With four of the six scheduled sessions completed, participants are actively working on Capstone presentations containing recommendations to improve the workplace environment that will be shared with NSWCPD leadership.


Participants in the NSWCPD Many Voices Initiative shared their feedback after partaking in the sessions thus far.

NSWCPD Littoral Combat Ship (LCS) In-Service/Modernization Program Manager/Customer Advocate Dimple Amleshvarwala-Thaker participated in the NSWCPD Lean In Initiatives in 2018-19, and when she saw the NSWCPD Many Voices Initiative email knew “right away that I wanted to be part of that body of change.”

She added, “The NSWCPD Many Voices initiative has affected me in an extremely positive way. I am loving the fact that I can be part of something so big backed by extensive research as well as our leadership. Additionally, this has given me the opportunity to also network with my group members comprised of management, engineers, etc. I am hoping this initiative will enable me to become a better Program Manager to my direct teammates as well as adjacent teams.”

“I have found the NSWCPD Many Voices Forum to be very welcoming, and inclusive, but also a powerful vehicle to pause and have the deeper conversations on many challenging and pertinent topics,” said Compatibility Test Facility (CTF) Division Head Matthew Malham. “The most important part has been to widen my understanding and hear the different perspectives of the challenges, roadblocks, and frustrations other employees face. The best way to understand each other’s perspectives is to simply listen to each other. I have found our small group cohort has started to develop some familiarity and camaraderie over time and this has been beneficial to make team members more comfortable to candidly open up to each other.”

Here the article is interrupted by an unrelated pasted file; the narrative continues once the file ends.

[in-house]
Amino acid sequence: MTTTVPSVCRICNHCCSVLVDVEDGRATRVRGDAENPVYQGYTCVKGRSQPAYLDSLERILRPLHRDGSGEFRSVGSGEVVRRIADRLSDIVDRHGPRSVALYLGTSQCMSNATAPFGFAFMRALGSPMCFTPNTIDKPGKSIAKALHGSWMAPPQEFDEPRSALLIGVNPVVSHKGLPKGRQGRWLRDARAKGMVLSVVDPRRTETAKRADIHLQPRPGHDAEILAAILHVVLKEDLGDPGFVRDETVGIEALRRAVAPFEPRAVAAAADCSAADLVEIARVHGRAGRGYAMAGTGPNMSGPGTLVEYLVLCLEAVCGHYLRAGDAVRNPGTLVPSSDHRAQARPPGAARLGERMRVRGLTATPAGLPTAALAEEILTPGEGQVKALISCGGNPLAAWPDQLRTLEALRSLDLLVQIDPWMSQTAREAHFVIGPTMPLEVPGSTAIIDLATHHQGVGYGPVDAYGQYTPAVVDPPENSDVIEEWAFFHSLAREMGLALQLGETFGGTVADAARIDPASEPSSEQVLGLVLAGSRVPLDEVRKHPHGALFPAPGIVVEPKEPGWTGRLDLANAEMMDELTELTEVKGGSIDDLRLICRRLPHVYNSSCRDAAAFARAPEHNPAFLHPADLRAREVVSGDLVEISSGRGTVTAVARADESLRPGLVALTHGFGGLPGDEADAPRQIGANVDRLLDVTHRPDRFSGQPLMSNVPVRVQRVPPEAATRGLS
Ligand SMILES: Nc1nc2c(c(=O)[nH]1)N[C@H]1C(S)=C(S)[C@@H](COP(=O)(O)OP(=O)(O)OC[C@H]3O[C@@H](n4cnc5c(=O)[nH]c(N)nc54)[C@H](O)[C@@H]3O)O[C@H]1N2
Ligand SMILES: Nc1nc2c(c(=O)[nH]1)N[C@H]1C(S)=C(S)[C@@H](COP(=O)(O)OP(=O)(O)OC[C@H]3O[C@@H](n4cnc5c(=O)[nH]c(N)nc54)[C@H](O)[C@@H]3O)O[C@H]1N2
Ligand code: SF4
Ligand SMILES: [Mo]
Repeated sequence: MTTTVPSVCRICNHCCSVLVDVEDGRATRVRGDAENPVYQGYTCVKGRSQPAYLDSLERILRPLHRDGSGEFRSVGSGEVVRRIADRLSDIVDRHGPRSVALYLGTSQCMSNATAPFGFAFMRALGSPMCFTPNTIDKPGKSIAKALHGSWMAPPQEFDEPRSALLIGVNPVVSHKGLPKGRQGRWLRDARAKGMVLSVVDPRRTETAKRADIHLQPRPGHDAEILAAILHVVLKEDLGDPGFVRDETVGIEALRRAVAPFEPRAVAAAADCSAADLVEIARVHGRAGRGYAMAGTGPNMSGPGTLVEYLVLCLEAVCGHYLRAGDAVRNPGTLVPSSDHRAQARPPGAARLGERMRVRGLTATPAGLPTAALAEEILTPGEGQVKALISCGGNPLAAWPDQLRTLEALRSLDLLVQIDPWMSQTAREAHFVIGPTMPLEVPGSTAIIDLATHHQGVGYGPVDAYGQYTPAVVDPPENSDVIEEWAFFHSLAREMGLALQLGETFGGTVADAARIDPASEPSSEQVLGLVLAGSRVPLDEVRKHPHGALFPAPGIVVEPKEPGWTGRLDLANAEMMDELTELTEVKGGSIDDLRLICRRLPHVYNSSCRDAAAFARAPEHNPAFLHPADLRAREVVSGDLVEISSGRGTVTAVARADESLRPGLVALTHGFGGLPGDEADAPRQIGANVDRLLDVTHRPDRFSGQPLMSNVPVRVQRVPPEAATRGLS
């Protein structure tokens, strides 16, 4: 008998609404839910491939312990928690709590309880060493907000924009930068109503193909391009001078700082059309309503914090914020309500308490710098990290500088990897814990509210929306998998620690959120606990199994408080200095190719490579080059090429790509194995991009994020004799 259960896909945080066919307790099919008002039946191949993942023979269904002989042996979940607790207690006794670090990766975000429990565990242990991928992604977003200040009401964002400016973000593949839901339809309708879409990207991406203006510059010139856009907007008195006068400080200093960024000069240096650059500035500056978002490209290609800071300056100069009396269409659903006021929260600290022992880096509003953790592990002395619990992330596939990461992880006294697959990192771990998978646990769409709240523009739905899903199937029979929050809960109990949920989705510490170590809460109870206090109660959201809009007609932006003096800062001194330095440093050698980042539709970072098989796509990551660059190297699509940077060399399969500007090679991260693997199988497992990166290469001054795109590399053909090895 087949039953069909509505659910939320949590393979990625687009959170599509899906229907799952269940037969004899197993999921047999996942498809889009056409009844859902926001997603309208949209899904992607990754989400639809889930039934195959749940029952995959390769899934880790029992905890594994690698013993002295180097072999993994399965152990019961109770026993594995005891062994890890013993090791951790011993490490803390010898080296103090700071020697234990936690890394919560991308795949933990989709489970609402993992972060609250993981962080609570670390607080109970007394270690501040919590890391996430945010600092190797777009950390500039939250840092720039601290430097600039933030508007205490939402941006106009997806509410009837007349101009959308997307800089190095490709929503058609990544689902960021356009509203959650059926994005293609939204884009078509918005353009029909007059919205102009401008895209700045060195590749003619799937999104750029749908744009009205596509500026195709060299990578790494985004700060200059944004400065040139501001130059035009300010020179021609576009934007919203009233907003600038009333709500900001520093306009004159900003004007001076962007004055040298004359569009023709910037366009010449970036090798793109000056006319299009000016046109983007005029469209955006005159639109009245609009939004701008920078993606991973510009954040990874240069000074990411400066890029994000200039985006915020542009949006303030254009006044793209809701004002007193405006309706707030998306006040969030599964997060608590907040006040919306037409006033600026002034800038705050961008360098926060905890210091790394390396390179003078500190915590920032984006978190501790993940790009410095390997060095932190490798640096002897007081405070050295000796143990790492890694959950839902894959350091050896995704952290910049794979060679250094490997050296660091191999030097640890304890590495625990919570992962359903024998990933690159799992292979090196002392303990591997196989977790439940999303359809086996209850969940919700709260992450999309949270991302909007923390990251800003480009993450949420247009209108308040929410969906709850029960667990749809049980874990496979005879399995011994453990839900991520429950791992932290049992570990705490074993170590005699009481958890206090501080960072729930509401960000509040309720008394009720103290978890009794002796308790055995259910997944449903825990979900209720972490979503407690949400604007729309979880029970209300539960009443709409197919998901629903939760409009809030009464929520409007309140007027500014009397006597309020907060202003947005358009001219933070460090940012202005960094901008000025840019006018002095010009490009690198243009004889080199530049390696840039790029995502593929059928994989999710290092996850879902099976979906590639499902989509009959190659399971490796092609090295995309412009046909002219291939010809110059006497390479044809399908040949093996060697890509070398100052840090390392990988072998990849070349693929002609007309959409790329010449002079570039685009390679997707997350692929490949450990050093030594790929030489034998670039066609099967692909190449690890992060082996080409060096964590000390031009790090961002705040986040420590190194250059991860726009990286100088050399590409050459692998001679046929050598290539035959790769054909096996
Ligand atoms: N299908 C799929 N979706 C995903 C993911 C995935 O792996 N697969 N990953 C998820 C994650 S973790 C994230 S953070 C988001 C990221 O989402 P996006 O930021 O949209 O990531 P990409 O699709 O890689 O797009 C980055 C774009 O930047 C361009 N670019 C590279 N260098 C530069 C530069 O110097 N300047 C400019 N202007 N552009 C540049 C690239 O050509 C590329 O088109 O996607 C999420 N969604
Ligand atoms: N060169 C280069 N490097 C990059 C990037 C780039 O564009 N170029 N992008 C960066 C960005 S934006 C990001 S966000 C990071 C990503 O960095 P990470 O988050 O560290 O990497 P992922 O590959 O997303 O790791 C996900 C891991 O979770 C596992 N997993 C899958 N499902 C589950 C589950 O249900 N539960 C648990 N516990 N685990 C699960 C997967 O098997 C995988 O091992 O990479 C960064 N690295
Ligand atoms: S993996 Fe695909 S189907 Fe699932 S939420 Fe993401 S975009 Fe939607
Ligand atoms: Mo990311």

Both Amleshvarwala-Thaker and Malham recommend the NSWCPD Many Voices Initiatives to their co-workers.

“First, it is a tremendous opportunity to actively challenge yourself to see things from other’s perspectives by listening to their experiences and viewpoints,” said Malham. “Second, it is an excellent opportunity to network with a broad cross-section of co-workers who you might not normally interface with on a day-to-day basis. You will be able to meet and make allies with other altruistic co-workers who want to make NSWCPD a supportive place to thrive professionally.”

“I recommend everyone to participate in any future NSWCPD Many Voices Initiative sessions,” added Amleshvarwala-Thaker. “As a matter of fact, I believe this can be something mandatory similar to other annual training sessions and valuable to growth of our employees.”

With each session Turner has noticed that progress is happening, saying, “The process is slowly opening up the attendees to think outside of their comfort zones and see things from a different perspective through asking clean questions.”

“The program has been well received and well attended with minimal technical issues in a virtual environment. The Many Voices initiative shows the command’s acceptance of inclusivity, and they are implementing the actions needed to create the environment of the future. The plan is to make the Many Voices Initiative the foundation of diversity and inclusion here at NSWCPD,” added Turner.

Looking ahead, the second rotation of the NSWCPD Many Voices Initiative is scheduled for the beginning of 2022 and will cover the same material as the first rotation.

“The command is committed to creating an inclusive environment and the Many Voices initiative is the chosen path to inclusivity,” said Turner.